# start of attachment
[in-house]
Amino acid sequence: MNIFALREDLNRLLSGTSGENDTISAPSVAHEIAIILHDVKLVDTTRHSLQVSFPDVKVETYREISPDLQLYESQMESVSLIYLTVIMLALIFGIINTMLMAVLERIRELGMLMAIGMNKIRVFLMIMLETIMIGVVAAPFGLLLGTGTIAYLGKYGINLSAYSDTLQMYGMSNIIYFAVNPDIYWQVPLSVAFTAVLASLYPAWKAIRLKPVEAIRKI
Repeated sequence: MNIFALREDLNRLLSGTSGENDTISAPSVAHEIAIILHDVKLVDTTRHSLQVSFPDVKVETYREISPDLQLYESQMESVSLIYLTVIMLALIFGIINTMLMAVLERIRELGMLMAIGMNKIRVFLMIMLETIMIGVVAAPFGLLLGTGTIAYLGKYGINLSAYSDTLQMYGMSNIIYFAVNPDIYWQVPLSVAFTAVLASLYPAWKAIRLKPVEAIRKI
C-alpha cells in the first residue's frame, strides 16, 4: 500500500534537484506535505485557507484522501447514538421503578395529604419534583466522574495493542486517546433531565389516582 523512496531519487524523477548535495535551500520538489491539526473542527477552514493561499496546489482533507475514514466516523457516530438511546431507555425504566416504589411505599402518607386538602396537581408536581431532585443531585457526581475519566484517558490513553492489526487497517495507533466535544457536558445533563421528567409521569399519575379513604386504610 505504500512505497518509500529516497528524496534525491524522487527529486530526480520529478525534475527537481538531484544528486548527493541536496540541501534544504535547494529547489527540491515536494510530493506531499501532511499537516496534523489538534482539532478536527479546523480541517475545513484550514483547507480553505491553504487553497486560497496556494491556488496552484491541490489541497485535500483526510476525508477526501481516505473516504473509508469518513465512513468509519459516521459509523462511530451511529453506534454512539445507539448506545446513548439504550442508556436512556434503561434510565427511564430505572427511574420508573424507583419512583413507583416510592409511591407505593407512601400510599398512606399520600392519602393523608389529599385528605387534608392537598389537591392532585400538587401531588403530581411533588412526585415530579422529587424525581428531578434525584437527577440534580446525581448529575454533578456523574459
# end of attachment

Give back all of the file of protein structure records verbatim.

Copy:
[in-house]
Amino acid sequence: MNIFALREDLNRLLSGTSGENDTISAPSVAHEIAIILHDVKLVDTTRHSLQVSFPDVKVETYREISPDLQLYESQMESVSLIYLTVIMLALIFGIINTMLMAVLERIRELGMLMAIGMNKIRVFLMIMLETIMIGVVAAPFGLLLGTGTIAYLGKYGINLSAYSDTLQMYGMSNIIYFAVNPDIYWQVPLSVAFTAVLASLYPAWKAIRLKPVEAIRKI
Repeated sequence: MNIFALREDLNRLLSGTSGENDTISAPSVAHEIAIILHDVKLVDTTRHSLQVSFPDVKVETYREISPDLQLYESQMESVSLIYLTVIMLALIFGIINTMLMAVLERIRELGMLMAIGMNKIRVFLMIMLETIMIGVVAAPFGLLLGTGTIAYLGKYGINLSAYSDTLQMYGMSNIIYFAVNPDIYWQVPLSVAFTAVLASLYPAWKAIRLKPVEAIRKI
C-alpha cells in the first residue's frame, strides 16, 4: 500500500534537484506535505485557507484522501447514538421503578395529604419534583466522574495493542486517546433531565389516582 523512496531519487524523477548535495535551500520538489491539526473542527477552514493561499496546489482533507475514514466516523457516530438511546431507555425504566416504589411505599402518607386538602396537581408536581431532585443531585457526581475519566484517558490513553492489526487497517495507533466535544457536558445533563421528567409521569399519575379513604386504610 505504500512505497518509500529516497528524496534525491524522487527529486530526480520529478525534475527537481538531484544528486548527493541536496540541501534544504535547494529547489527540491515536494510530493506531499501532511499537516496534523489538534482539532478536527479546523480541517475545513484550514483547507480553505491553504487553497486560497496556494491556488496552484491541490489541497485535500483526510476525508477526501481516505473516504473509508469518513465512513468509519459516521459509523462511530451511529453506534454512539445507539448506545446513548439504550442508556436512556434503561434510565427511564430505572427511574420508573424507583419512583413507583416510592409511591407505593407512601400510599398512606399520600392519602393523608389529599385528605387534608392537598389537591392532585400538587401531588403530581411533588412526585415530579422529587424525581428531578434525584437527577440534580446525581448529575454533578456523574459